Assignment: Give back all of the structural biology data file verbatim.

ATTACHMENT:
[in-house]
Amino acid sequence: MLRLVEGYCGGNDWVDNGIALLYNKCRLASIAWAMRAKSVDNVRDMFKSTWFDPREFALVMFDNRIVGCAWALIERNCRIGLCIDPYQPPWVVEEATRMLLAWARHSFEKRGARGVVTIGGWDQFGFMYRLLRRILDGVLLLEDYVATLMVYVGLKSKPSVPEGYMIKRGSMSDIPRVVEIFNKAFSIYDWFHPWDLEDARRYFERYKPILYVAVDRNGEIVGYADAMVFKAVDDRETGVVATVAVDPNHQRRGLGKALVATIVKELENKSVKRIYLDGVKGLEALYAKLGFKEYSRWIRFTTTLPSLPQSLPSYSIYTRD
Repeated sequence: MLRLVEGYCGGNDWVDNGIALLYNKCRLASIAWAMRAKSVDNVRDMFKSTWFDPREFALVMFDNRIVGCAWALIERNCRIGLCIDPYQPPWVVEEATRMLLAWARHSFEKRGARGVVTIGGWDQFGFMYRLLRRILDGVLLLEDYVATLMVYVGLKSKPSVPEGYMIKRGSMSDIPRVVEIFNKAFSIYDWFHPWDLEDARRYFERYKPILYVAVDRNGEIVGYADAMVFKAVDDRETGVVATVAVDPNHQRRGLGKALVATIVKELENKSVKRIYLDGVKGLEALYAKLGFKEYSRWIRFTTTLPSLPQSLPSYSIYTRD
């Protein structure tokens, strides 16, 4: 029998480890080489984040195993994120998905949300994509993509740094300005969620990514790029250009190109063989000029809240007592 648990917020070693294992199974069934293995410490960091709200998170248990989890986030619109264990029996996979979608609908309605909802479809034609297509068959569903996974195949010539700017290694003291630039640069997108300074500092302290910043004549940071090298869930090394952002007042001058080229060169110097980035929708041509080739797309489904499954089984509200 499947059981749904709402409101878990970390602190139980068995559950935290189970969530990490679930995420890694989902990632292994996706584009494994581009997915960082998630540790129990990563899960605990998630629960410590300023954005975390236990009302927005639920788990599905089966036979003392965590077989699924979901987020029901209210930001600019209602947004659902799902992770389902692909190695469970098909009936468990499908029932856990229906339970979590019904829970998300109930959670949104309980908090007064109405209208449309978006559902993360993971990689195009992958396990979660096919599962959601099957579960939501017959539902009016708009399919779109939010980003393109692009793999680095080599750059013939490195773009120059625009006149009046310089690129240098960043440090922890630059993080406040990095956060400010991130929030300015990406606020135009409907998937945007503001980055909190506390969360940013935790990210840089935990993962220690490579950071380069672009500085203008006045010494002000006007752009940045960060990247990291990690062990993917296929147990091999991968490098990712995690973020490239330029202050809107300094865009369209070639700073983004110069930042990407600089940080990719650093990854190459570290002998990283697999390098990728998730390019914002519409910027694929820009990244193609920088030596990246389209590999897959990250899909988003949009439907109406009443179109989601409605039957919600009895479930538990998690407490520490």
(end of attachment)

[in-house]
Amino acid sequence: MLRLVEGYCGGNDWVDNGIALLYNKCRLASIAWAMRAKSVDNVRDMFKSTWFDPREFALVMFDNRIVGCAWALIERNCRIGLCIDPYQPPWVVEEATRMLLAWARHSFEKRGARGVVTIGGWDQFGFMYRLLRRILDGVLLLEDYVATLMVYVGLKSKPSVPEGYMIKRGSMSDIPRVVEIFNKAFSIYDWFHPWDLEDARRYFERYKPILYVAVDRNGEIVGYADAMVFKAVDDRETGVVATVAVDPNHQRRGLGKALVATIVKELENKSVKRIYLDGVKGLEALYAKLGFKEYSRWIRFTTTLPSLPQSLPSYSIYTRD
Repeated sequence: MLRLVEGYCGGNDWVDNGIALLYNKCRLASIAWAMRAKSVDNVRDMFKSTWFDPREFALVMFDNRIVGCAWALIERNCRIGLCIDPYQPPWVVEEATRMLLAWARHSFEKRGARGVVTIGGWDQFGFMYRLLRRILDGVLLLEDYVATLMVYVGLKSKPSVPEGYMIKRGSMSDIPRVVEIFNKAFSIYDWFHPWDLEDARRYFERYKPILYVAVDRNGEIVGYADAMVFKAVDDRETGVVATVAVDPNHQRRGLGKALVATIVKELENKSVKRIYLDGVKGLEALYAKLGFKEYSRWIRFTTTLPSLPQSLPSYSIYTRD
């Protein structure tokens, strides 16, 4: 029998480890080489984040195993994120998905949300994509993509740094300005969620990514790029250009190109063989000029809240007592 648990917020070693294992199974069934293995410490960091709200998170248990989890986030619109264990029996996979979608609908309605909802479809034609297509068959569903996974195949010539700017290694003291630039640069997108300074500092302290910043004549940071090298869930090394952002007042001058080229060169110097980035929708041509080739797309489904499954089984509200 499947059981749904709402409101878990970390602190139980068995559950935290189970969530990490679930995420890694989902990632292994996706584009494994581009997915960082998630540790129990990563899960605990998630629960410590300023954005975390236990009302927005639920788990599905089966036979003392965590077989699924979901987020029901209210930001600019209602947004659902799902992770389902692909190695469970098909009936468990499908029932856990229906339970979590019904829970998300109930959670949104309980908090007064109405209208449309978006559902993360993971990689195009992958396990979660096919599962959601099957579960939501017959539902009016708009399919779109939010980003393109692009793999680095080599750059013939490195773009120059625009006149009046310089690129240098960043440090922890630059993080406040990095956060400010991130929030300015990406606020135009409907998937945007503001980055909190506390969360940013935790990210840089935990993962220690490579950071380069672009500085203008006045010494002000006007752009940045960060990247990291990690062990993917296929147990091999991968490098990712995690973020490239330029202050809107300094865009369209070639700073983004110069930042990407600089940080990719650093990854190459570290002998990283697999390098990728998730390019914002519409910027694929820009990244193609920088030596990246389209590999897959990250899909988003949009439907109406009443179109989601409605039957919600009895479930538990998690407490520490």